Once the researchers better understand pathogens and nanoparticles, they can figure out how to safely remove them, Walker said. This would apply to wherever the particles are, such as in groundwater or wastewater treatment systems — or before they reach someone’s dinner plate.
When Walker first came to UC Riverside in 2005, she said she was the first and only woman in her department. Her background includes two Bachelor of Science degrees, in environmental engineering and environmental sciences, received in 1998 from the University of Southern California, and a Master of Science degree in chemical engineering and Ph.D. in environmental engineering from Yale University.
She has served as a role model while she has been busy bringing in students with faces traditionally underrepresented in science and engineering labs.
Walker said she came to UCR for that combination of high-quality research and outreach. A study published by the Education Trust, a nonprofit organization in Washington, D.C., found that UCR is one of America’s most successful institutions for graduating underrepresented minorities.
Last year more than 10 nations were represented in the lab.
Science and Engineering Indicators, 2004, a joint report of the National Science Board and the National Science Foundation, reported that women make up nearly half of the college-degree work force in America, but less than 25 percent of the science and engineering work force. African-Americans account for less than 7 percent. Hispanics have one of the smallest numbers, 3.2 percent.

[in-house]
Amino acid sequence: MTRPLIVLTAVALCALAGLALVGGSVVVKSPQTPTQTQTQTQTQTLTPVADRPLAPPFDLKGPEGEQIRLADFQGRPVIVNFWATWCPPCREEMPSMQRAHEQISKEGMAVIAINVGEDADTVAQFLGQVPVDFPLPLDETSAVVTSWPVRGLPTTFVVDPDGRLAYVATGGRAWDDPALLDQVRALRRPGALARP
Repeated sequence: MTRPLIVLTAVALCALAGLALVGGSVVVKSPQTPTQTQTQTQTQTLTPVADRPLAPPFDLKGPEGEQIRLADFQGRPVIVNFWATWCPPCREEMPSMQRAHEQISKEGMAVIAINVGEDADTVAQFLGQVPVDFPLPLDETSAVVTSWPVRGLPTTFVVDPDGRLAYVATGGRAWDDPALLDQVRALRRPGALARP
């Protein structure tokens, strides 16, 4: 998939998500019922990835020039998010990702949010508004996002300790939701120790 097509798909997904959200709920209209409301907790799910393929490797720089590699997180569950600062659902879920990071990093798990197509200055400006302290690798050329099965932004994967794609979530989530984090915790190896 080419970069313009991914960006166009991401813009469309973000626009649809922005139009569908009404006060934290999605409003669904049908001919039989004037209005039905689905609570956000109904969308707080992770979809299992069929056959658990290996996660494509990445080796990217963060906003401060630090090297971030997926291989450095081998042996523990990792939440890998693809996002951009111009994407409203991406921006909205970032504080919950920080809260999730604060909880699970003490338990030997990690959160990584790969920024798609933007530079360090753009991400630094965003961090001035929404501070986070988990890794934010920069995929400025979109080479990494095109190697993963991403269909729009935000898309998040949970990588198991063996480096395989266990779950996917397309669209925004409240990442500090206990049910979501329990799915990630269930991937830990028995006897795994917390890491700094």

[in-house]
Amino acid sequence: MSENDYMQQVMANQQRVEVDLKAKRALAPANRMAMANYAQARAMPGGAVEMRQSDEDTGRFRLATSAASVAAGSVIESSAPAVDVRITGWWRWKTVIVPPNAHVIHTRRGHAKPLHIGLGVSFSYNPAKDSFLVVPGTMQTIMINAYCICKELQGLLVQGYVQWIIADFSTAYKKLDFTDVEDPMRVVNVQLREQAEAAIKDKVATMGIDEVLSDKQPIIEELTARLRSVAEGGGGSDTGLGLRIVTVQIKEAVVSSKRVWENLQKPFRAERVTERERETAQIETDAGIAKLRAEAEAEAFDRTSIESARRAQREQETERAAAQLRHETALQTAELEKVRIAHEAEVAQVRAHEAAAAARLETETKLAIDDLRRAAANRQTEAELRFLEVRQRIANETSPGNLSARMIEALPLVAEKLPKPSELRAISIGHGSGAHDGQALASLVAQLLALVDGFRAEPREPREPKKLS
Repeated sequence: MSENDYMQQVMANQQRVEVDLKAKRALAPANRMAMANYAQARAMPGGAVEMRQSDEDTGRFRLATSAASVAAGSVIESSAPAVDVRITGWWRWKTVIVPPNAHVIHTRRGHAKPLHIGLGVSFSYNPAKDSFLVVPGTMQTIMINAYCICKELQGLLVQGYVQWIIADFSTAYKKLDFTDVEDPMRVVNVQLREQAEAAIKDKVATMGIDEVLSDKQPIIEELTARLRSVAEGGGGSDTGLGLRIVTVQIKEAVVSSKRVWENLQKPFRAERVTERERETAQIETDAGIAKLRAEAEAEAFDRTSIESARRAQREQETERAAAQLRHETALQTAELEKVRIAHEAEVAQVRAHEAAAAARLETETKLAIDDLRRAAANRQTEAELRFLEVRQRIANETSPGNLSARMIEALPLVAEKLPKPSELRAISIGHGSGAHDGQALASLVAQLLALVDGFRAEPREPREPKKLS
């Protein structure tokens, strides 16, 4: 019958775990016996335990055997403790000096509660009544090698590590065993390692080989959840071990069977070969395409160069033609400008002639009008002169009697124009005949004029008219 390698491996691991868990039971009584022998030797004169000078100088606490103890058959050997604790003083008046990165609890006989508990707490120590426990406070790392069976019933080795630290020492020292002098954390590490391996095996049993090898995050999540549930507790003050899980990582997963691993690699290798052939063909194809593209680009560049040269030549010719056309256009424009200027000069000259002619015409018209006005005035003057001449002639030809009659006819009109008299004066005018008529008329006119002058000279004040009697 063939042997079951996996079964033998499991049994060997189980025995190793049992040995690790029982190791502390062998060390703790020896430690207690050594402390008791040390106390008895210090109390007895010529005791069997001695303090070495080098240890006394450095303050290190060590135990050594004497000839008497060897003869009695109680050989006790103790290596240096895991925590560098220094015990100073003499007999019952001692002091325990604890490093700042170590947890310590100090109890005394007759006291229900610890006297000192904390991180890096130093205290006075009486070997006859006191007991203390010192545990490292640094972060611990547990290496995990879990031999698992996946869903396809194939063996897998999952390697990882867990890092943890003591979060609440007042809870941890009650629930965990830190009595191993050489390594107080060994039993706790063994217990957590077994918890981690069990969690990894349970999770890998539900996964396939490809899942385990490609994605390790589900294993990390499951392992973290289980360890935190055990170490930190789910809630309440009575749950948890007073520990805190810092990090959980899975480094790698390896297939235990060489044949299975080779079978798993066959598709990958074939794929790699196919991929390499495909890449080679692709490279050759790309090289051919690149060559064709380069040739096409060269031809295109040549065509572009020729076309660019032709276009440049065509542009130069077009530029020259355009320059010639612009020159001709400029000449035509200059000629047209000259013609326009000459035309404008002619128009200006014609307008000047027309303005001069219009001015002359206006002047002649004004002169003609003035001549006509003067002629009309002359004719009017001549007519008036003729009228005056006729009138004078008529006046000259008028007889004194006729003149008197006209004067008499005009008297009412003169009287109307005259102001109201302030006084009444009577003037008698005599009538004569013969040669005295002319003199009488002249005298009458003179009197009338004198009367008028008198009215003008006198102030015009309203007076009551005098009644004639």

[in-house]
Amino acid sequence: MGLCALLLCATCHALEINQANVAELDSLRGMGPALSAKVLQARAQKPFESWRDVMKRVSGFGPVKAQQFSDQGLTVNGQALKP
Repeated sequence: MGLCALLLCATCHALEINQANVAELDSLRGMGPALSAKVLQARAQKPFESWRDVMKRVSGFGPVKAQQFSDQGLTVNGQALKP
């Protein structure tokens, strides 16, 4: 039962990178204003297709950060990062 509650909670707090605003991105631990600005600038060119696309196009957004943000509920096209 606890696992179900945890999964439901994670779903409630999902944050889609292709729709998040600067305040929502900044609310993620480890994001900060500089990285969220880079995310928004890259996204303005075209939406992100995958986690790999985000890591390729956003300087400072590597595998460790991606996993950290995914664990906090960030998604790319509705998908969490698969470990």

Several UC Riverside programs are working to change those numbers.
The programs include:
Mentoring at All Levels
- Building Bridges Across Riverside Through Water Quality Research, funded through the U.S. Department of Agriculture. Riverside Community College students spend the summer in dormitories and receive a salary for their research work in a UCR laboratory. The $294,000 three-year program began its third year over the summer with 2008-09 participants Melissa Reimer, whose interest in biology is accompanied by a strong passion for horses, and Karynn Kirby, who is focused on public health issues. They are working on USDA-funded research that Walker began last fall with Assistant Professor Jane Hill of the University of Vermont. They are studying how pathogens can swim and move in water. Walker and Heather Smith, Riverside Community College (RCC) professor of life sciences, are the students’ mentors and role models. More coaching comes from members of the UCR chapter of the Society of Hispanic and Professional Engineers and the National Society of Black Engineers, as well as UCR Ph.D. students.
- MY BEST @ UCR, funded with a $561,000 year-round mentoring grant from the National Science Foundation. It is based on the model of the Building Bridges program. It recently began with three UCR undergraduate students and two RCC students teamed with mentoring faculty.
- BRITE, a National Science Foundation-funded Research Experiences for Undergraduates program introducing undergraduates from around the country to bioengineering research at UCR, for which Walker is a student mentor. James Gutierrez of Moreno Valley, transferring this fall from RCC to UCR to pursue studies in environmental engineering, is one student who already seems addicted to the Bacterial Adhesion Research Laboratory. The BRITE program introduced him to research and opportunities in engineering.